How would I derive the transfer function of this circuit in terms of its corner frequencies?


Edit: The solution I am trying to derive is the following

Transfer Function

Am Wl Wh

  • \$\begingroup\$ This looks like homework. Show your attempt and we may advise, but we don't supply complete solutions. \$\endgroup\$ – Chu Oct 26 '19 at 18:01
  • \$\begingroup\$ @Chu It is not homework but it is a general question I have. \$\endgroup\$ – dilinex Oct 26 '19 at 18:05
  • \$\begingroup\$ Still, either show us your work, or tell us what background you do have. Do you know what a Bode plot is? Do you know how to figure out the corner frequencies of that circuit? \$\endgroup\$ – TimWescott Oct 26 '19 at 18:33
  • \$\begingroup\$ Wouldn't \$\frac{V_o}{V_i}=\frac{R}{R+s L +\frac{1}{s C}}\$? Are you able to transform this into standard form and then develop the quadratic solutions? \$\endgroup\$ – jonk Oct 26 '19 at 20:19
  • \$\begingroup\$ @jonk I can derive that solution already, but I can not seem to derive the transfer function in terms of its corner frequencies. \$\endgroup\$ – dilinex Oct 26 '19 at 20:32

In your case, the transfer function is easily cobbled out. (I've seen H and G used interchangeably, so don't get bogged down on some imagined foolish consistency.)

$$G_s=\frac{R}{R+s\,L+\frac{1}{s\, C}}$$

Moving towards a standard form of some kind (and I'm sure you can handle the algebra for it), this becomes:

$$G_s=\frac{\frac{R}{L}\,s}{s^2+\frac{R}{L}\,s+\frac{1}{L\, C}}$$

Set \$\alpha=\frac12 \frac{R}{L}\$, \$\omega_{_0}=\frac1{\sqrt{L\,C}}\$, and create the unitless \$\zeta=\frac{\alpha}{\omega_{_0}}\$. Now we can write:


The denominator is obviously quadratic and the roots are:


\$\zeta\$ is handy. The following cases arrive (if you look at the square-root term of \$s_1\$ and \$s_2\$ you may note that it can be imaginary or real):

$$\begin{align*}\text{Damping factor conditions}\left\{\begin{array}{l}\zeta = 1 \left(\alpha=\omega_0\right)&&\text{Critically damped}\\\zeta \gt 1 \left(\alpha\gt \omega_0\right)&&\text{Over-damped}\\\zeta \lt 1 \left(\alpha\lt \omega_0\right)&&\text{Under-damped}\\\zeta = 0&&\text{Un-damped}\end{array}\right.\end{align*}$$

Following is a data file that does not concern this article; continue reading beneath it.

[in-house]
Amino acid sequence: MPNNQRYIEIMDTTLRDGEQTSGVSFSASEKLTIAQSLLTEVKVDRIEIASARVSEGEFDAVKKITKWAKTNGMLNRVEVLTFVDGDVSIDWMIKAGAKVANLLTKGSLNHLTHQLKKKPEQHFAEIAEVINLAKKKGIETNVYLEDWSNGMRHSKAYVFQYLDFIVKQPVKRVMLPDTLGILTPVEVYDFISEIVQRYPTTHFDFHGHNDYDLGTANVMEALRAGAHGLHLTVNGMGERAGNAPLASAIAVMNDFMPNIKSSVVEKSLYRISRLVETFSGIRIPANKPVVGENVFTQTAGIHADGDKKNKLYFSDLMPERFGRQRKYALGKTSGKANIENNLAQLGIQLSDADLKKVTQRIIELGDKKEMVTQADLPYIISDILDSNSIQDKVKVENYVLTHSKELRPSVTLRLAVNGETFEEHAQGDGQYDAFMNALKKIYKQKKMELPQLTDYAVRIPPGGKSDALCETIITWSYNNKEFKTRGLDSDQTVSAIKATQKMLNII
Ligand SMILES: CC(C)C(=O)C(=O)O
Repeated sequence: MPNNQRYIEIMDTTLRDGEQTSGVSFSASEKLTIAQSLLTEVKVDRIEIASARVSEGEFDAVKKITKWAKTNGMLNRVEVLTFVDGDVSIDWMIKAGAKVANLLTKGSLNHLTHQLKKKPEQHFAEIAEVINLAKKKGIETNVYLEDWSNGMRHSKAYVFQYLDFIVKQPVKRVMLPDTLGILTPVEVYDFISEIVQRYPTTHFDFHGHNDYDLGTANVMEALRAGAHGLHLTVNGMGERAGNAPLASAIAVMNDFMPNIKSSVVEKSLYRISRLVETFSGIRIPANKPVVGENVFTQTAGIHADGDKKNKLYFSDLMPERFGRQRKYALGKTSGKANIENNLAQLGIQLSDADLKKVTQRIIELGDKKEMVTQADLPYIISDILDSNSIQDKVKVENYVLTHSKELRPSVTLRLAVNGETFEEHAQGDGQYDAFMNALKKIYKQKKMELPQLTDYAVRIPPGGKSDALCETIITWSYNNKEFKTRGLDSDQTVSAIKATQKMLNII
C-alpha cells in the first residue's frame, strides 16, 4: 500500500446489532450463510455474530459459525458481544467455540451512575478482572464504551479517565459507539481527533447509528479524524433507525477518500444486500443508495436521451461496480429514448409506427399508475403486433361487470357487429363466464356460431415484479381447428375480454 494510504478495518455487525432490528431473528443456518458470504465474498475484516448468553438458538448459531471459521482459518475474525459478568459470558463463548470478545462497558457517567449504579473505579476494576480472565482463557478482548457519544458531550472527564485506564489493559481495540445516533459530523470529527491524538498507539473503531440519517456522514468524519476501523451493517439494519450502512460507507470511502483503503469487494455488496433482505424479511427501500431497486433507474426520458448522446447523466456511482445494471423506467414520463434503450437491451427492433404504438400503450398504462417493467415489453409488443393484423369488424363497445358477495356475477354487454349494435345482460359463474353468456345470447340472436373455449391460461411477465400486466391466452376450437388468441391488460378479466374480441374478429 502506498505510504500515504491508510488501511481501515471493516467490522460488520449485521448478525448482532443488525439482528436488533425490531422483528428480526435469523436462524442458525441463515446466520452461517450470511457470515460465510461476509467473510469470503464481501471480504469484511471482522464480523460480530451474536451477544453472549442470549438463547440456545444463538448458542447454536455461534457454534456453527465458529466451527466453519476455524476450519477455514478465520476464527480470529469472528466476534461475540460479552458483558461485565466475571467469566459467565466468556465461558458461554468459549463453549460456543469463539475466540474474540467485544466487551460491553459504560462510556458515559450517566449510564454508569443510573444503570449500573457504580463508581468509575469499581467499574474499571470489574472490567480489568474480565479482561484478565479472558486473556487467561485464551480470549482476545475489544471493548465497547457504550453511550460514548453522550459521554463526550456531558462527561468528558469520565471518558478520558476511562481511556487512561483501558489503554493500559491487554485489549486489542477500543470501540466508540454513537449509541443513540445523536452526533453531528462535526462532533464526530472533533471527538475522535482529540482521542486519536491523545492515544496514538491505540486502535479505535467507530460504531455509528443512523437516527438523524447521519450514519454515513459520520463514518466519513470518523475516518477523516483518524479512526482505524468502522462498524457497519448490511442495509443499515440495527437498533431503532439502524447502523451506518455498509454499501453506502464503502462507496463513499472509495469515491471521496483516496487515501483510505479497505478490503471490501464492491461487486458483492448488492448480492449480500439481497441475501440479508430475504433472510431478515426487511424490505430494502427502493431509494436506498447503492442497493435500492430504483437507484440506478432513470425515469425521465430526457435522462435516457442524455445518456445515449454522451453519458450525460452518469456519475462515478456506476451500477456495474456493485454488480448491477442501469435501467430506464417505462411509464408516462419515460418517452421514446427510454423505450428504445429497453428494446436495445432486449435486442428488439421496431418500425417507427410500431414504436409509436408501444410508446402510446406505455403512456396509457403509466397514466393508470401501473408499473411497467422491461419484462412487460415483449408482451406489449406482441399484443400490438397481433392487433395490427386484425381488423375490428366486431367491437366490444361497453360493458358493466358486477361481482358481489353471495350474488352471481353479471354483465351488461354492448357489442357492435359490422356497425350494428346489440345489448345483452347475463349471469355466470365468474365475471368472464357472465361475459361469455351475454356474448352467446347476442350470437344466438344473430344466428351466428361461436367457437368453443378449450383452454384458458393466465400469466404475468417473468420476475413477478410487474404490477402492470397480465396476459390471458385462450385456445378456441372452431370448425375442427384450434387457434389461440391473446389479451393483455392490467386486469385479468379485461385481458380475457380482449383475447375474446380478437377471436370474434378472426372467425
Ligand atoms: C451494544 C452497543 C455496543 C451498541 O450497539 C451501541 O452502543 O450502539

(We can eliminate the un-damped case, since in your circuit this means \$R=0\:\Omega\$ and therefore \$G_s=0\$ and the whole thing becomes trivial.)

The only way you can move towards the solution you are looking for is to assume that \$\zeta\gt 1\$ (over-damped case.) Here, the square-root part of the solution is real and therefore \$s_1\$ and \$s_2\$ are both real (and different from each other.) Here also, the \$s_1\$ and \$s_2\$ poles actually represent your \$\omega_{_\text{L}}\$ and \$\omega_{_\text{H}}\$:


(You may note that \$\omega_{_\text{L}}\,\omega_{_\text{H}}=\omega_{_0}^2\$.)

Avoiding replacing \$s\$ with \$j\omega\$ for a moment:

$$G_s=\frac{2\zeta\,\omega_{_0}\,s}{\left(s-s_1\right)\cdot\left(s-s_2\right)}=\frac{2\zeta\,\omega_{_0}\,s}{\left(s+\omega_{_\text{L}}\right)\cdot\left(s+\omega_{_\text{H}}\right)}=\frac{\frac{2\zeta\,\omega_{_0}\,s}{\omega_{_\text{L}}\: \omega_{_\text{H}}}}{\left(\frac{s}{\omega_{_\text{L}}}+1\right)\cdot\left(\frac{s}{\omega_{_\text{H}}}+1\right)}$$

But now substituting in \$s=j\omega\$ and then continuing forward:

$$\begin{align*} G_s&=\frac{\frac{2\zeta\,\omega_{_0}\,j\omega}{\omega_{_\text{L}}\: \omega_{_\text{H}}}}{\left(1+\frac{j\omega}{\omega_{_\text{L}}}\right)\cdot\left(1+\frac{j\omega}{\omega_{_\text{H}}}\right)}\\\\ &=\frac{2\zeta\,\omega_{_0}}{\omega_{_\text{H}}} \cdot \frac{\frac{j\omega}{\omega_{_\text{L}}}}{\left(1+\frac{j\omega}{\omega_{_\text{L}}}\right)\cdot\left(1+\frac{j\omega}{\omega_{_\text{H}}}\right)}\\\\ &=\frac{2\zeta\,\omega_{_0}}{\omega_{_0}\left(\zeta+\sqrt{\zeta^2-1}\right)} \cdot \frac{\frac{j\omega}{\omega_{_\text{L}}}}{\left(1+\frac{j\omega}{\omega_{_\text{L}}}\right)\cdot\left(1+\frac{j\omega}{\omega_{_\text{H}}}\right)}\\\\ &=\frac{2\zeta}{\zeta+\sqrt{\zeta^2-1}} \cdot \frac{\frac{j\omega}{\omega_{_\text{L}}}}{\left(1+\frac{j\omega}{\omega_{_\text{L}}}\right)\cdot\left(1+\frac{j\omega}{\omega_{_\text{H}}}\right)}\\\\ &=\left[\frac{2}{1+\sqrt{1-\frac1{\zeta^2}}}\right] \cdot \left[\frac{\frac{j\omega}{\omega_{_\text{L}}}}{\left(1+\frac{j\omega}{\omega_{_\text{L}}}\right)\cdot\left(1+\frac{j\omega}{\omega_{_\text{H}}}\right)}\right] \end{align*}$$

At this point, I'm not sure what else you want. But I've gotten you close to your target, I hope.

(Some folks will prefer to use \$Q\$ instead of \$\zeta\$. If you are one of those, then just swap in \$\zeta=\frac1{2\,Q}\$.)

Note about conflicting usages of \$\alpha\$

You may note that I rapidly moved away from \$\alpha\$ in the answer above and that it isn't used at all once I developed the damping factor, \$\zeta\$. There is a reason.